This recipe is actually based on a formula from an herbal classic (金匮要略 Jin Gui Yao Lue, Prescriptions from the Golden Cabinet, by the famous herbalist 张仲景 Zhang Zhong Jing), in which is is called 当归生姜羊肉汤 Dang Gui Sheng Jiang Yang Rou Tang. It was originally prescribed for tension and pain in the abdomen and sides of the torso due to excessive Cold, and deficient Blood/Yang/Qi.
The soup is warming, so it’s great for winter, and especially for those with Blood Deficiency (e.g. pale, dry skin, lips and tongue, dry scalp/hair, possible insomnia, dull headaches, and general achiness) and/or Kidney Yang weakness, which manifests as chronic, dull low back pain, frequent clear and copious urine, cold legs or overall body (do you wear more clothes than other people?), looser bowel movements, possible reproductive health issues.
Dang Gui (Chinese Angelica) is a famous herb that is widely used, especially for menstrual and reproductive health, to nourish the body’s Blood which is lost every month, as well as to promote healthy circulation of Blood and Qi.
NOT FOR YOU IF: You’re pregnant, you have excessive Heat signs, e.g. you run hot, are always thirsty for cold water, have red inflamed and pus-filled skin issues, frequently have dry constipation, have a hot temper, etc. (If unsure, just ask your TCM practitioner.)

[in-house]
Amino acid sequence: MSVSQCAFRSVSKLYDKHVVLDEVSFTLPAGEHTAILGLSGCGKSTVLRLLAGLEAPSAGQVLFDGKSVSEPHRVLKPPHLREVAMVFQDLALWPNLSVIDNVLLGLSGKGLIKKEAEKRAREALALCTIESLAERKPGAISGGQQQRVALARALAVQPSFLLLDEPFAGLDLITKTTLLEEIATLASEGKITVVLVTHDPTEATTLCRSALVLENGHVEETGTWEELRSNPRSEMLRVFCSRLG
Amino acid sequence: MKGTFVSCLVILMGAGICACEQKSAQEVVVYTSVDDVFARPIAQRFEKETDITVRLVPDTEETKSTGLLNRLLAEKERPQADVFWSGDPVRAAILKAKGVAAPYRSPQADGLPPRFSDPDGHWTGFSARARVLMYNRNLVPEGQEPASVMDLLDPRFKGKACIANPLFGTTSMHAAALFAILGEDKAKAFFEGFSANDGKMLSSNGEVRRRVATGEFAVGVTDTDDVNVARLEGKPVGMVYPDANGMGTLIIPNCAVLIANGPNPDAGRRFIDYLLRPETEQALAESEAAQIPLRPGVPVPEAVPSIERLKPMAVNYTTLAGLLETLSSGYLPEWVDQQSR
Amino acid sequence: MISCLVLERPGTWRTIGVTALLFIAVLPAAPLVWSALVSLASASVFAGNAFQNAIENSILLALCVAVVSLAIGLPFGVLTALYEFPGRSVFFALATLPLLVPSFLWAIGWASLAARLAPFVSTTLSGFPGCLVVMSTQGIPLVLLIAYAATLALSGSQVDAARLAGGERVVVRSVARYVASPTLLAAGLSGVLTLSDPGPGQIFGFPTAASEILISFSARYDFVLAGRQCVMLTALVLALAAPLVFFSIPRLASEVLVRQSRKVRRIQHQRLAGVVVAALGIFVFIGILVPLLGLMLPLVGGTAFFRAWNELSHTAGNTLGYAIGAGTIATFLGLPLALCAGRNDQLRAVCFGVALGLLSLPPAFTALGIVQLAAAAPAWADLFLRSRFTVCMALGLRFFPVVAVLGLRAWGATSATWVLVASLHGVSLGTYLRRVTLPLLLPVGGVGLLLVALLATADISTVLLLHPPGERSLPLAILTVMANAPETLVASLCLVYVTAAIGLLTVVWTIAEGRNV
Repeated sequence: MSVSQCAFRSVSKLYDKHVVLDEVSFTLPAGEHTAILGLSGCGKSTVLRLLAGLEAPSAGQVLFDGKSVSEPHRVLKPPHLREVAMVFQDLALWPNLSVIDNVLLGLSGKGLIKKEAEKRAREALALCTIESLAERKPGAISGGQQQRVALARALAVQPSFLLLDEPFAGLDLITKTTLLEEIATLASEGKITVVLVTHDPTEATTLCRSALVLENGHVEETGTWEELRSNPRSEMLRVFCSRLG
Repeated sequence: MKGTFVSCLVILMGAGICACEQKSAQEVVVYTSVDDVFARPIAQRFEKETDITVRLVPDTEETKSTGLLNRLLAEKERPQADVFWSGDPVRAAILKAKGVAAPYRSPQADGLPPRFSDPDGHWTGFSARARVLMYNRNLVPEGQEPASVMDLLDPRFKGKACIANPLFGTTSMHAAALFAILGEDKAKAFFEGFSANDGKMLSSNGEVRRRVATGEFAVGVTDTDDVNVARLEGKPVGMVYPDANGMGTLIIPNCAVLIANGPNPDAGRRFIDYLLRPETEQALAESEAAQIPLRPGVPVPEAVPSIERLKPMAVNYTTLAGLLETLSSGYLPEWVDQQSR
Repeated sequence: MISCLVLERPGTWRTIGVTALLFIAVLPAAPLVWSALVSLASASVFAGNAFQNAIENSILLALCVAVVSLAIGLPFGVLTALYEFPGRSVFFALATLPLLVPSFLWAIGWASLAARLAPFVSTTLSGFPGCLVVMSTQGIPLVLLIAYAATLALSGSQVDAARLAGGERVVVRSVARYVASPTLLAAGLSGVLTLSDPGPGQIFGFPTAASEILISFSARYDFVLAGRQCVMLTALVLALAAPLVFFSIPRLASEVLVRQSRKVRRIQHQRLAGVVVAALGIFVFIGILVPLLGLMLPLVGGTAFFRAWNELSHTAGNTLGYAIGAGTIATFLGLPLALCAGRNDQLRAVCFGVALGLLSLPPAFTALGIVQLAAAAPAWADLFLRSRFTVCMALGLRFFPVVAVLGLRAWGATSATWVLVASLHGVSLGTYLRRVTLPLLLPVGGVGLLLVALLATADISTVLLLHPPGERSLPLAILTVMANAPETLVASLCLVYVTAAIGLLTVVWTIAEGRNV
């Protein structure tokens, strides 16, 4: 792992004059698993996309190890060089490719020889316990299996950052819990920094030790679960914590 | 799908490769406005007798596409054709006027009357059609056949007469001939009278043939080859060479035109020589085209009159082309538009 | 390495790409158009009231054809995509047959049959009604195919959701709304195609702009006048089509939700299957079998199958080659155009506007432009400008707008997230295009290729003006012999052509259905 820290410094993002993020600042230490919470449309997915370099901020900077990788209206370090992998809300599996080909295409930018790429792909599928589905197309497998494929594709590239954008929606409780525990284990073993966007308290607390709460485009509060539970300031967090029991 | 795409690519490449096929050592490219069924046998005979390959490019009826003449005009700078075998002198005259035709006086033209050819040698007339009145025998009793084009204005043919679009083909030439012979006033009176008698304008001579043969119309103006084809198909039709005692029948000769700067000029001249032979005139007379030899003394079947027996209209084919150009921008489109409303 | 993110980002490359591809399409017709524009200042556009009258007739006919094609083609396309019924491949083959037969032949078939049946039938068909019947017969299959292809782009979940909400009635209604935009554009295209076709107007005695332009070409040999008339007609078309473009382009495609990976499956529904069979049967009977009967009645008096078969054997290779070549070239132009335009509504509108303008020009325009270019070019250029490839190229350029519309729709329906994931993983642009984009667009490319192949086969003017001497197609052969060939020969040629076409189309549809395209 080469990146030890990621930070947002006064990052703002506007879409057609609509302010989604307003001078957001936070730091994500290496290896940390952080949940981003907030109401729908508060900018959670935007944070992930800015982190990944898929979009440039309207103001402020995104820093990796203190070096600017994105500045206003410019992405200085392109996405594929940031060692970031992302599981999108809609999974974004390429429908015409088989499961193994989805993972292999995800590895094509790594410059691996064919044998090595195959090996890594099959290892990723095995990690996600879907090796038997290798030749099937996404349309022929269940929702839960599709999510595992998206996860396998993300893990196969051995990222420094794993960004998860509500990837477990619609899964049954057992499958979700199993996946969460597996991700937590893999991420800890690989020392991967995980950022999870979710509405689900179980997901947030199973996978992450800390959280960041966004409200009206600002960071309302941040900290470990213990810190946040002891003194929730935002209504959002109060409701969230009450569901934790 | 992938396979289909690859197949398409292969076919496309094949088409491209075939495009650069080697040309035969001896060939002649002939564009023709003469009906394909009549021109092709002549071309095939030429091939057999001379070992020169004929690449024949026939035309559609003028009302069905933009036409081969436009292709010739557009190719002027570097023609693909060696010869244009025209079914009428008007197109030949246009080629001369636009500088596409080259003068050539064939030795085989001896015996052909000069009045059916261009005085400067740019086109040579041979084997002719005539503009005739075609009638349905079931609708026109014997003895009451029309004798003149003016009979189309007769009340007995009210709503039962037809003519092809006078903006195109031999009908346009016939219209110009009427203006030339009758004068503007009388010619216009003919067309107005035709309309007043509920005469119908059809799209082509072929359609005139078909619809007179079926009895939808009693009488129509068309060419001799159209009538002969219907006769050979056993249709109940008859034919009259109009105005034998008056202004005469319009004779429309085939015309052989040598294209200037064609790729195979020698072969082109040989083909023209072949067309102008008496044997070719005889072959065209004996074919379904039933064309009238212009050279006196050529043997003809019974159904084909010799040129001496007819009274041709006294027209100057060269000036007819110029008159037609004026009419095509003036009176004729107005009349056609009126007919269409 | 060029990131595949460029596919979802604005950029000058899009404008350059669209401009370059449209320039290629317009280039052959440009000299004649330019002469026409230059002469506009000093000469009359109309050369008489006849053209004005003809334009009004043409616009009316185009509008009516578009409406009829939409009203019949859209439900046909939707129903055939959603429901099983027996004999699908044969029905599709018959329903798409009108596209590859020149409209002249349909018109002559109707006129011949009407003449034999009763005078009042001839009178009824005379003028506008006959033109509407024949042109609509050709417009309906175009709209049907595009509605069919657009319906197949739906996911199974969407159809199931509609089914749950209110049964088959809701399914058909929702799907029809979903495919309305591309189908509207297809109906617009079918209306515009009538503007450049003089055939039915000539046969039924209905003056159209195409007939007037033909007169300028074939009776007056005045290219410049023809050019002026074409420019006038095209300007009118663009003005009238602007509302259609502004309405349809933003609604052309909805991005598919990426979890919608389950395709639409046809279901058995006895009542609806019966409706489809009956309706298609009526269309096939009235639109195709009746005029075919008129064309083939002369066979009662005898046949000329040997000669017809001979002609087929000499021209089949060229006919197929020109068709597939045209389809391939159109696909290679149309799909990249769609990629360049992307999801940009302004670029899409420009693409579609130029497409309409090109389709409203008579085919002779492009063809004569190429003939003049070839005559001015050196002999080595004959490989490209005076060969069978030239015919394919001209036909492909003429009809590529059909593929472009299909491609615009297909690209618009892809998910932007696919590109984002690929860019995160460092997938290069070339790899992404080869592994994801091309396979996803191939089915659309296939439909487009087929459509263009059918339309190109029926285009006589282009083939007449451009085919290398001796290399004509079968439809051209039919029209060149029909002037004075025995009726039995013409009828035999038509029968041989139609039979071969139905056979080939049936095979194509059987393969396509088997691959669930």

The exact version of the recipe I’m sharing is adapted from this website.
Ingredients: Dang Gui (Chinese Angelica, sliced) 10g, Sheng Jiang (fresh ginger) 20g, lamb 500g, rice wine 50g, salt 5g, spring onion 10g
Trim the lamb of fat, cut it into bite-sized pieces, and rinse them. Blanch the lamb in boiling water for 2-3 minutes, then refresh it in cold water and rinse clean.
Clean and cut other ingredients (ginger in slices, spring onion into short lengths).
Place lamb pieces into a pot or casserole, add ginger, spring onion, Dang Gui and rice wine. Bring to boil, then reduce the heat and simmer, covered, for about 2 hours.
Remove Dang Gui, add salt, and serve. Eat lamb and drink the soup.
Dang Gui can be put into a piece of cloth so it can be easily removed before serving.
Some vegetables, such as carrots, can be added according to personal preference.
Don’t have food with cold characteristics at the same time, for example watermelon or cucumber. Otherwise, the warming function of lamb will be compromised.
The soup doesn’t need to be finished at one go, it can be served 2-3 times.
My own personal note: You may wish to add some goji berries for extra taste and nutrients.
p.s. I just came across this “Chinese Soup Lady” website, which has many more soup recipes. Of course, as always, it’s best not to use a particular kind of soup medicinally (in large quantities) without consulting a practitioner.